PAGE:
When Windows NT is installed on an Windows NT file system (NTFS) formatted
boot drive, recovering from a boot failure can be difficult because you
cannot access the NTFS partition without a running Windows NT. If you have
both Windows NT 3.1 and 3.5 installed, recovery is even more difficult
because Windows NT 3.5 NTFS is not compatible with Windows NT 3.1.
This article covers a few boot-failure scenarios, and how to recover from
them, or at least gain access to the partition. This article does not
describe how to solve many specific problems, instead it is a general
guideline on methods of gaining access to an NTFS boot partition.
Simple (Non-Setup Related) Boot Failures
If you have been running Windows NT successfully, and it fails to boot, you
can use the following simple procedure to try and recover from the problem:
- Verify that the problem has not been caused by changes or failures in
the hardware. Loose cables, bad cables, new cards, new drives, and even
new settings on existing controllers can all cause boot problems.
- If Windows NT failed to boot after you installed a new device
driver, try pressing the spacebar at the OSLOADER screen and selecting
the Last Known Good option. If the boot process failed before you
logged on to the system, this should correct the problem.
- Try creating an NTFS boot disk as described in the article 119467
Creating a Boot Disk for an NTFS Partition. This will generally
only help in a situation where your basic boot files (NTLDR,
NTDETECT.COM, NTBOOTDD.SYS) or your BOOT.INI file are corrupted or
- Boot from the Windows NT Setup disk (or run SETUPLDR on a RISC-based
machine) and run the emergency repair process. For Windows NT 3.1, this
requires an emergency repair disk, for Windows NT 3.5 an emergency
repair disk may not be required but can help if the repair directory on
the hard drive is damaged. This will solve most boot problems that
involve bad system files or a corrupted registry.
If none of the above steps resolves the problem, or if you do not
have an emergency repair disk, you may need to try one of the more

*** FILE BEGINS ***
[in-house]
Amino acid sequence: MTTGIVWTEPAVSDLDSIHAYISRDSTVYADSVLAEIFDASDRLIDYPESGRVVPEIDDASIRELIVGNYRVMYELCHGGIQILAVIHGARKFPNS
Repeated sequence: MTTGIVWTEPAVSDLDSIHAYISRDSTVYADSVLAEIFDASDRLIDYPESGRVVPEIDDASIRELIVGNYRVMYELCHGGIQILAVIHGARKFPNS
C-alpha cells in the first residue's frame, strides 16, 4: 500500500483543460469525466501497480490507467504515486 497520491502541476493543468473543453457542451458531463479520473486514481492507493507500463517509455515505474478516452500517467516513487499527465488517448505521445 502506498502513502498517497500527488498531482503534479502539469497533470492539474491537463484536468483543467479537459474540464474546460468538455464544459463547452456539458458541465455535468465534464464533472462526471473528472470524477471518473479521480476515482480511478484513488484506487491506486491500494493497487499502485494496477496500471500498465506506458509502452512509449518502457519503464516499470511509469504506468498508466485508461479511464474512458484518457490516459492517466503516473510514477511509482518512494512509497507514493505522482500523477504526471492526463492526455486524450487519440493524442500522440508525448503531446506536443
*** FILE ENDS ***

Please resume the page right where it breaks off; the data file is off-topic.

drastic steps listed at the end of the article.
Setup Related Boot Failures
If you were in installing Windows NT (either a new installation or
upgrading from Windows NT 3.1 to 3.5) and Windows NT failed to boot, and
Setup was interrupted, the recovery steps listed above will generally not
work (unless you aborted setup at a very early stage). If you were
upgrading a Windows NT 3.1 installation to Windows NT 3.5, avoid using an
emergency repair disk created by Windows NT 3.1 if you reached the point in
setup where it was copying files to the drive (as that is when Setup
updates your file system to the 3.5 version of NTFS). Assuming that the
failure was not some easily correctable problem (bad installation media,
incompatible or malfunctioning hardware) there are two methods you can use
to gaining access to your drive and data:
- If you have enough free disk space, try installing Windows NT again into
a different directory. This will sometimes work when an upgrade failed,
and in any situation where you have to get access to the data but have
been unable to get your current installation of Windows NT to boot. This
also allows you to fix boot problems that involve bad drivers or other
configuration problems that the above methods did not help with. In many
cases you can simply boot the alternate Windows NT installation and
delete the bad driver in question (unless the driver is required to
booting the system).
- If all other attempts to gain access to an NTFS partition have failed,
including installing Windows NT to a new directory, try is removing the
hard disk drive and install it in a machine that is running Windows NT.
The machine you move the drive to must be running a version of Windows
NT that is equal to or greater than the one that failed. This allows for
changes in the file system drivers. Alternatively, you can install a new
boot drive in the machine that is failing to boot Windows NT, and then
install Windows NT on that drive. In either case, when you are moving
SCSI drives from one machine to another, make sure that both machines
use SCSI controllers made by the same manufacturer, and are configured
the same way. Different controllers can use different translation
schemes and different settings.
In any situation, it may be best to simply re-install and restore from a
recent backup. Most of the above instructions are for situations where you
do not have a recent backup and must either get your current copy of
Windows NT working or gain access to important data. None of the above
methods should be a considered a replacement for frequent backups or other
methods of ensuring data recoverability (such as strip sets, mirror drives,
Article ID: 129102 - Last Review: October 26, 2013 - Revision: 5.0
- Microsoft Windows NT Workstation 3.5
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